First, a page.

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Dale Jackson

Your Personal Investor


After a decade-long yield drought, it’s beginning to rain on savers. It’s just a sprinkle for now, but it’s not too early to ensure your catch basin is ready.

The Bank of Canada has raised its benchmark interest rate for the first time in seven years. It’s a signal the economy is growing at a healthy clip and further increases are expected.  

That means long-suffering savers lucky to squeeze out three per cent a year in fixed income will finally be rewarded with higher yields.

Any diversified investment portfolio needs a fixed income component but many of those savers have had to venture into riskier equity-linked assets to meet their growth goals. As rates rise, they will be able to return to the relative safety of fixed income.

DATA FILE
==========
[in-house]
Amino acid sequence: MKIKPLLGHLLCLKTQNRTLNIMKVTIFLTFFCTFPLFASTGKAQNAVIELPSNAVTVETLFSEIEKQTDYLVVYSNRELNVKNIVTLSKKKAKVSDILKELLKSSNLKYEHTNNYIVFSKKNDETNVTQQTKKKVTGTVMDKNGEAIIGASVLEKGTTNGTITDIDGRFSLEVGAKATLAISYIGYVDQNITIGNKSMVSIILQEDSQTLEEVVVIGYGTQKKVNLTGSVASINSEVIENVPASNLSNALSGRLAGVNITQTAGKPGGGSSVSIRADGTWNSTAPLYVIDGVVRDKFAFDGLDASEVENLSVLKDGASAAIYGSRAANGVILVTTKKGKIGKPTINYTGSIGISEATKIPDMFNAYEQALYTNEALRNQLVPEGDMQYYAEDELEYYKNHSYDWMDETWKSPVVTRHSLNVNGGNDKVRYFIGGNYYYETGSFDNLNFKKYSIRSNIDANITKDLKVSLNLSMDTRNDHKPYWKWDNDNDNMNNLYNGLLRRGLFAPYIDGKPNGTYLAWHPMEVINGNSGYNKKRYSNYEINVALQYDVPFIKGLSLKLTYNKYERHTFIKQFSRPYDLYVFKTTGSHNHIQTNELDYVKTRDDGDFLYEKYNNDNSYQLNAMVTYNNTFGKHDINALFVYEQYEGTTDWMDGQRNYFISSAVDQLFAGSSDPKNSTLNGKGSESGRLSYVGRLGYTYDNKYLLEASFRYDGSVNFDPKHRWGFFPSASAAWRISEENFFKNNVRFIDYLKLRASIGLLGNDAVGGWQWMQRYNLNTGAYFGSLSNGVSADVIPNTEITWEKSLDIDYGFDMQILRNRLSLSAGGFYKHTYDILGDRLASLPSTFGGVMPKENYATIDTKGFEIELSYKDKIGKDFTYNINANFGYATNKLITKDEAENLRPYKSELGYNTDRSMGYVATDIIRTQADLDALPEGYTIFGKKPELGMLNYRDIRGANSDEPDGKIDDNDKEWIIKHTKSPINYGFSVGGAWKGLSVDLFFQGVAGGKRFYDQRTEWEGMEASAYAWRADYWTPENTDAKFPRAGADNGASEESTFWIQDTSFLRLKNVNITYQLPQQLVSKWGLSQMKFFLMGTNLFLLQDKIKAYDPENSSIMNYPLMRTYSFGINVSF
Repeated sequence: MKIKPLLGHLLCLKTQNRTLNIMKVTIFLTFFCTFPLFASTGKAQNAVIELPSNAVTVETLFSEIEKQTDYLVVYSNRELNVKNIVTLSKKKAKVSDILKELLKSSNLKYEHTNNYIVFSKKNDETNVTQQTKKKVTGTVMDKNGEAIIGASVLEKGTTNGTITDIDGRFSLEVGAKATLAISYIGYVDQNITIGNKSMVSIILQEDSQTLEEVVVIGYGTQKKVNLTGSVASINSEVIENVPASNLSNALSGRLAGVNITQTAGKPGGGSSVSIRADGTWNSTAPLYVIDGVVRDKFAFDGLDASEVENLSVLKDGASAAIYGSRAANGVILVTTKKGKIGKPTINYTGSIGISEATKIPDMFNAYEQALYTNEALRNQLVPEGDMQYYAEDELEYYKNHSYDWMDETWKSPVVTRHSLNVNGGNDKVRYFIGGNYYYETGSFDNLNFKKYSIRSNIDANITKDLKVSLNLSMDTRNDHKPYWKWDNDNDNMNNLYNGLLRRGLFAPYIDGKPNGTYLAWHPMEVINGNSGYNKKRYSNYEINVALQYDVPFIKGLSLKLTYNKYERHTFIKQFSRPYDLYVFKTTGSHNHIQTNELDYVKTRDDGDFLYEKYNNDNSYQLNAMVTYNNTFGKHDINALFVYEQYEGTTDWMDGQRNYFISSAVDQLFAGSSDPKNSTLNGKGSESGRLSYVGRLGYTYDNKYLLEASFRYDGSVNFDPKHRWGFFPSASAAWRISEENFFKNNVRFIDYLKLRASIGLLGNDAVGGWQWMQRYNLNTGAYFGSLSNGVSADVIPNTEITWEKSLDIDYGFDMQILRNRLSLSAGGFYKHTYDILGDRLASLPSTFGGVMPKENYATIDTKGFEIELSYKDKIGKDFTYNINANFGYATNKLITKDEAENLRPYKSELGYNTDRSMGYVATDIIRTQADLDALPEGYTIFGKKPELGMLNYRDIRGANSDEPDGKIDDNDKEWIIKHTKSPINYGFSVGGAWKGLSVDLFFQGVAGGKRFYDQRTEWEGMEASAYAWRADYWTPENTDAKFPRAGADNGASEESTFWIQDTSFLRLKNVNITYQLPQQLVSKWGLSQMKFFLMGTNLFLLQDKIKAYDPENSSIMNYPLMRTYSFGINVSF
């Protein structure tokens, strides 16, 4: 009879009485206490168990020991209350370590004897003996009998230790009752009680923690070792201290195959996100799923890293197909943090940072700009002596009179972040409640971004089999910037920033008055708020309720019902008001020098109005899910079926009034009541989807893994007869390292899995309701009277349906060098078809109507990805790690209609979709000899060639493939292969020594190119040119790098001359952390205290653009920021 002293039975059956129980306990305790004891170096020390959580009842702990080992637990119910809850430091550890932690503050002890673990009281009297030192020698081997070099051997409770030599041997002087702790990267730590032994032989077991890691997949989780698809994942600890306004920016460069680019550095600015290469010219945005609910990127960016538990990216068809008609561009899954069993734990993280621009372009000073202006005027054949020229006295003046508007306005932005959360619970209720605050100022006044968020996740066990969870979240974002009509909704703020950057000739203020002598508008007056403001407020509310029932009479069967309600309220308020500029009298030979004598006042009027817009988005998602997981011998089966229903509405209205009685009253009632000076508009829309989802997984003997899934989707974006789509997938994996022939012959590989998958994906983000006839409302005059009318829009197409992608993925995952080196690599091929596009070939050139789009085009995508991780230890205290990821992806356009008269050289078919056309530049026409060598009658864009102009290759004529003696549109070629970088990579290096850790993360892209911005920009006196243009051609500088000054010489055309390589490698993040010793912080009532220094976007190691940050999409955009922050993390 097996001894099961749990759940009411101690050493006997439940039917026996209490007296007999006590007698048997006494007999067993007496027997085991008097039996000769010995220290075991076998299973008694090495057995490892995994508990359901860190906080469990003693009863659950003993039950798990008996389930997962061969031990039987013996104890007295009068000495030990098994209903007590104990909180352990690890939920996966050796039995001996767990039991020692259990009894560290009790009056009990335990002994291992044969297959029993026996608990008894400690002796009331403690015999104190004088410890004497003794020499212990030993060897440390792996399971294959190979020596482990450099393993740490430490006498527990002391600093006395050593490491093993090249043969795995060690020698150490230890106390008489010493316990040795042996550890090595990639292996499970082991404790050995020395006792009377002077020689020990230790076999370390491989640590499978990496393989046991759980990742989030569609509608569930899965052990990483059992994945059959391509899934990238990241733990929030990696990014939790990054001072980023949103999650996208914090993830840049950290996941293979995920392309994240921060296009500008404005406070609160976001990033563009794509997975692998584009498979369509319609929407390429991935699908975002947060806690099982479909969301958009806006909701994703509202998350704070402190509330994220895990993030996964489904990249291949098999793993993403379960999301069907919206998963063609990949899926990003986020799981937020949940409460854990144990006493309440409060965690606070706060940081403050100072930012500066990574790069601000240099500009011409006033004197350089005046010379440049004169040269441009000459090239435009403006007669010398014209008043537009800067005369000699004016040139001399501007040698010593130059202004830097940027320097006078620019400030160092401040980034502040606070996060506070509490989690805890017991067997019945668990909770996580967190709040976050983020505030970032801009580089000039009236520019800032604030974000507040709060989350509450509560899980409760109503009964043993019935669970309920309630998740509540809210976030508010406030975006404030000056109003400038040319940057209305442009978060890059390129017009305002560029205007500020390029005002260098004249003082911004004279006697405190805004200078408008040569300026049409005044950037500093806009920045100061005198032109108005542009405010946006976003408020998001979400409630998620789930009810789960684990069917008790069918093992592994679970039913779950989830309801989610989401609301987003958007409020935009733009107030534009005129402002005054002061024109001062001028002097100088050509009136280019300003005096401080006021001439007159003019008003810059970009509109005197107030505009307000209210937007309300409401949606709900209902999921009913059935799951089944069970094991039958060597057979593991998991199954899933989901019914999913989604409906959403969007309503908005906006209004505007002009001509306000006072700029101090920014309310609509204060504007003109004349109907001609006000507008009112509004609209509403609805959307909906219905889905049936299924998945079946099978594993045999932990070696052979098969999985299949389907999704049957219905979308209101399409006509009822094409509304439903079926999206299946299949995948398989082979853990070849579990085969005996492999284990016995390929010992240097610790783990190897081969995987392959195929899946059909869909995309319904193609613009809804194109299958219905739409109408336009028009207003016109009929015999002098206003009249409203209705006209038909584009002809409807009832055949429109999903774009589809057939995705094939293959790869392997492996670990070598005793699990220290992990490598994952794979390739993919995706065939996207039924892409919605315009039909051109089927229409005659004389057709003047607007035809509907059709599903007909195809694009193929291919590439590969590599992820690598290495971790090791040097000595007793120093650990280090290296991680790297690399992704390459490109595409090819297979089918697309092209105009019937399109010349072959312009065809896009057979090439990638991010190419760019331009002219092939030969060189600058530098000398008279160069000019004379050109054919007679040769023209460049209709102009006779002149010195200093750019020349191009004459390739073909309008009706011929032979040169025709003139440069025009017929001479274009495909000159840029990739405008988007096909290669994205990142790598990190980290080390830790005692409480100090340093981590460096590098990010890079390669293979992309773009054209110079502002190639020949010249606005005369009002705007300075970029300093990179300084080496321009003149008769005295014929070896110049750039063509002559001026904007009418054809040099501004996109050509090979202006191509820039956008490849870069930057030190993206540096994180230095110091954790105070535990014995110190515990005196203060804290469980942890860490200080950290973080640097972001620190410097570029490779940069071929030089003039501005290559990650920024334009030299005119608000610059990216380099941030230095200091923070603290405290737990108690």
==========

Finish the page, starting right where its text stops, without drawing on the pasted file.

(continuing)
Decent yields will take time, though. For now, most advisors suggest laddering short-term maturities over several time periods to take advantage of rising yields as often as possible. New cash from contributions, equity sales, or other fixed income maturities can be deployed to ensure an even amount will mature each year.

Deciding how much of your portfolio should be in fixed income is a personal choice based on how soon you will need to draw income and your tolerance for risk. It’s a discussion you might want to have with an investment advisor.